County Urged to Support Lamu Artists

Counties Culture & Arts Editor's Pick Lamu

The Lamu County government has been urged to support local artists, as they form vulnerable persons whose livelihoods have now been affected adversely since the COVID-19 crisis began in March

Speaking to KNA in Shela town Sauti za Pwani founder Umra Omar stated that artists who had been deriving their livelihoods from weddings and public gatherings have suffered immensely since the turn of the Corona virus outbreak and stringent measures being put in place to curb the spread of the disease.

Sauti Za Pwani Community Based organization that aids vulnerable communities in Lamu founder Umra Omar in Shela as her organization donates equipment aimed at improving the livelihoods of artists in Lamu, whom she said have been living through handots since the turn of the COVID-19 crisis

She further said that the county government, artists and community based organizations in Lamu need to collaborate in ways in which such talented groups who are largely derived from the youths can be given grants through which they can build viable income streams through their talents.

She made these comments as the community based organization donated public address systems worth Kshs 350,000 to a roving band of nine popular musicians and spoken word poets known as “Al Nur Sunny and Party” led by Khalid Omari a blind self-taught musician and spoken word savant.

“Such groups promote the “Shairi” (spoken word) culture that is always a staple in major functions across the coast, yet you find that these artists are so poorly paid for the creative work they usually do,” Umra said, adding that there was a need to empower such groups via sustainable grants.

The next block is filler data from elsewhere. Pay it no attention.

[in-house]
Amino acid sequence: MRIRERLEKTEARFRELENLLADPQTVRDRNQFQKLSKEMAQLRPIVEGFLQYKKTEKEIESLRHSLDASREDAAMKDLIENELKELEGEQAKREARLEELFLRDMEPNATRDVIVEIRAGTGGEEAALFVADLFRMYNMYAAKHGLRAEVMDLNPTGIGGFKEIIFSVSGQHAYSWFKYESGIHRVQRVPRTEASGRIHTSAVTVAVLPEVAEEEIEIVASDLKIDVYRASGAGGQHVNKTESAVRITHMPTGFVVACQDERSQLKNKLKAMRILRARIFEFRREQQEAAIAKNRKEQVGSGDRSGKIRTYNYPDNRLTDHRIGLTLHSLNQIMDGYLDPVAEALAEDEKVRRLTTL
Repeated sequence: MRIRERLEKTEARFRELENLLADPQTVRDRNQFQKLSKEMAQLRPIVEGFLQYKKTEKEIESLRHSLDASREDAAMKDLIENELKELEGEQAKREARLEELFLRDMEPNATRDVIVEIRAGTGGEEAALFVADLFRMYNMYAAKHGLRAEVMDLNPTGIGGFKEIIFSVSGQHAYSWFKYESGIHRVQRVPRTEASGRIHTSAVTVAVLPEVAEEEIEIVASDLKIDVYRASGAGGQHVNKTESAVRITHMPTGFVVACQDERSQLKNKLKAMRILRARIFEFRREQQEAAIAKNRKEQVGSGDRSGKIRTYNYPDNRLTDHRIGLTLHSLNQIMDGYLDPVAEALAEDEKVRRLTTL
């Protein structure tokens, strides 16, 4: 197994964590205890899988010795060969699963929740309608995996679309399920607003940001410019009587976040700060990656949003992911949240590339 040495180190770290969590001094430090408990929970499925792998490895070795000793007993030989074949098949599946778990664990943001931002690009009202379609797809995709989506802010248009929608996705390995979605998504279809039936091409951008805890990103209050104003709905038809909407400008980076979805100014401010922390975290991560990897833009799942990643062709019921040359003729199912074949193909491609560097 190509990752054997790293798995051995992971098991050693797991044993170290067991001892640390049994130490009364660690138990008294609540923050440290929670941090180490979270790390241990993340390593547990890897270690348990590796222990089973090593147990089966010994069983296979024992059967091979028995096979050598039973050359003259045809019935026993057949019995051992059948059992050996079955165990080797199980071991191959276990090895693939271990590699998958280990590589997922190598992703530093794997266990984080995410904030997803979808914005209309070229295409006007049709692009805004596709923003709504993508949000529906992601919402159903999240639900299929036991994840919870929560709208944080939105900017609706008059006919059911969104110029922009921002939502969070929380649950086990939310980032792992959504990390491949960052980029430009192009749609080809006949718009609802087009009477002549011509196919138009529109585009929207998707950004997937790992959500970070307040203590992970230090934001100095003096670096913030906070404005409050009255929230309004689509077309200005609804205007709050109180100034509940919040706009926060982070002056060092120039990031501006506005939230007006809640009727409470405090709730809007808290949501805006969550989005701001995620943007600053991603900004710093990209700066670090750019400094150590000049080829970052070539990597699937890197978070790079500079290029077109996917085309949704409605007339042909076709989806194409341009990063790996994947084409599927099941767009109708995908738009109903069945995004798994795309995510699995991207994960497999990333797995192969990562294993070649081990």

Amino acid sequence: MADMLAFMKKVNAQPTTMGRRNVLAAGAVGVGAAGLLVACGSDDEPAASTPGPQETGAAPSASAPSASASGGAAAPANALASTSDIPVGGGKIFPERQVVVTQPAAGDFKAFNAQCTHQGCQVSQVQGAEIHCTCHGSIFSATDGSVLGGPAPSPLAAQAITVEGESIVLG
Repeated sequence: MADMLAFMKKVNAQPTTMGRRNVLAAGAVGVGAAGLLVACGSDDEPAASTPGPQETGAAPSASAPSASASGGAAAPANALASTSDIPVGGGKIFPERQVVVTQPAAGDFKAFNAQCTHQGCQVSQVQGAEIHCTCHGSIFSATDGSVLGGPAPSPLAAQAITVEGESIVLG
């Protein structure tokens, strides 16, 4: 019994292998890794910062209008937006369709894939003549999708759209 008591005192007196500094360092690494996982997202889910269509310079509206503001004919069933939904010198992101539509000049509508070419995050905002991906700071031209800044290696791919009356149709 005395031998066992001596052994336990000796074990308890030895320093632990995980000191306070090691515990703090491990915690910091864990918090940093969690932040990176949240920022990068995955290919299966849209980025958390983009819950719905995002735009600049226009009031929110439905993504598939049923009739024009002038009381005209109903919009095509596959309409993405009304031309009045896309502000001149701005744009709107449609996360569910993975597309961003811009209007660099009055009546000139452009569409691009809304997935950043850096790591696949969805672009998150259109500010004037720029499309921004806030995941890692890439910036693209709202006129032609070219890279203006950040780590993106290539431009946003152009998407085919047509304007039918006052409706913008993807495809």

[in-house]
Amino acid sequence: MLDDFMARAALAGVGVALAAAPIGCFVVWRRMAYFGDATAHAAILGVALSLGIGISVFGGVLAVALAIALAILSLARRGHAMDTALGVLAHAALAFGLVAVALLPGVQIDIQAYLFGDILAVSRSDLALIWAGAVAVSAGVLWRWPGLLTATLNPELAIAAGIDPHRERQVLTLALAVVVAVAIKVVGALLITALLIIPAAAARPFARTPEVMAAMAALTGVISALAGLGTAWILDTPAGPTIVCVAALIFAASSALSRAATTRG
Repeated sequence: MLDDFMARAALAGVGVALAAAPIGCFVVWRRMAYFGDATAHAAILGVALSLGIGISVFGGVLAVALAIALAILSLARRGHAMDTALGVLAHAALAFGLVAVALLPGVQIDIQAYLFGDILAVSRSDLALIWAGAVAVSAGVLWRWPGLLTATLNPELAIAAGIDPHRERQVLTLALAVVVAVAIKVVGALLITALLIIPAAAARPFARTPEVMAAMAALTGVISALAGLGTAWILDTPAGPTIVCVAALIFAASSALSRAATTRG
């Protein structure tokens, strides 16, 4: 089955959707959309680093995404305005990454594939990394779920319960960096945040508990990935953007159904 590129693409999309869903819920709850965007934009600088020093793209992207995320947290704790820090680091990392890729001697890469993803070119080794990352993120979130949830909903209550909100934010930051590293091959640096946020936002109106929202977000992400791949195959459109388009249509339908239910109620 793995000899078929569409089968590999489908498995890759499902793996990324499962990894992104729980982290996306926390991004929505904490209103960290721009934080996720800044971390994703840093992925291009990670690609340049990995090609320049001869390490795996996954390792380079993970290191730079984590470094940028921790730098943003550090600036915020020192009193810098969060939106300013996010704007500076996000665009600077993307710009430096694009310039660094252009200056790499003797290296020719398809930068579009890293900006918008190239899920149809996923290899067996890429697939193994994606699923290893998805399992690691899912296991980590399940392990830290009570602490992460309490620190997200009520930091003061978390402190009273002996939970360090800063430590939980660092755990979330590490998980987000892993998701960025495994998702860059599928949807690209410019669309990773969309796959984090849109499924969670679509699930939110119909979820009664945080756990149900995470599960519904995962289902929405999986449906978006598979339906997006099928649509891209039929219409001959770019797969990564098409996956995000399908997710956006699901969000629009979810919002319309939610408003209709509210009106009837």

“We also need to cancel the culture of handouts among these artists, for whom this is the only way they survive,” she said.

Sentiments echoed by Fakrudin Hashim Said, a renowned spoken word artist who said that they are often forced to resort to handouts due to lack of appreciation for written contracts for performing artists.

“The County department of public health contracted me to do a Shairi for them as part of the COVID-19 crisis campaign but was only given Kshs 500 for my troubles,” Fakrudin lamented.

He further divulged that donations or equipment grants such as those donated by Sauti za Pwani can go a long way towards empowering artists, to earn a better living by hiring out equipment for the functions that they perform in.

“We are also yet to be recognized as artists by the Ministry of Sports and Culture which has donated Kshs 200 million to artists across the country, despite being the main artists here in Lamu,” he pointed out saying that the county government needs to ramp up efforts to support cultural talent within the county that can be a source of employment.

“Although there are no public gatherings currently due to prevailing Corona Virus crisis, we anticipate that the donated equipment by Sauti za Pwani Organization will go a long way towards bringing in new income streams that we have never had before,” Fakrudin stated.

On his part, Gender, Sports and Culture CEC Paul Thairu acknowledged a lot still needs to be done to improve the plight of talented youths in the arts.

He revealed that the county government had set aside a 14.7 million grant in the 2020/2021 financial year budget and urged the talent groups and musicians to apply for the fund once made available.


By Amenya Ochieng

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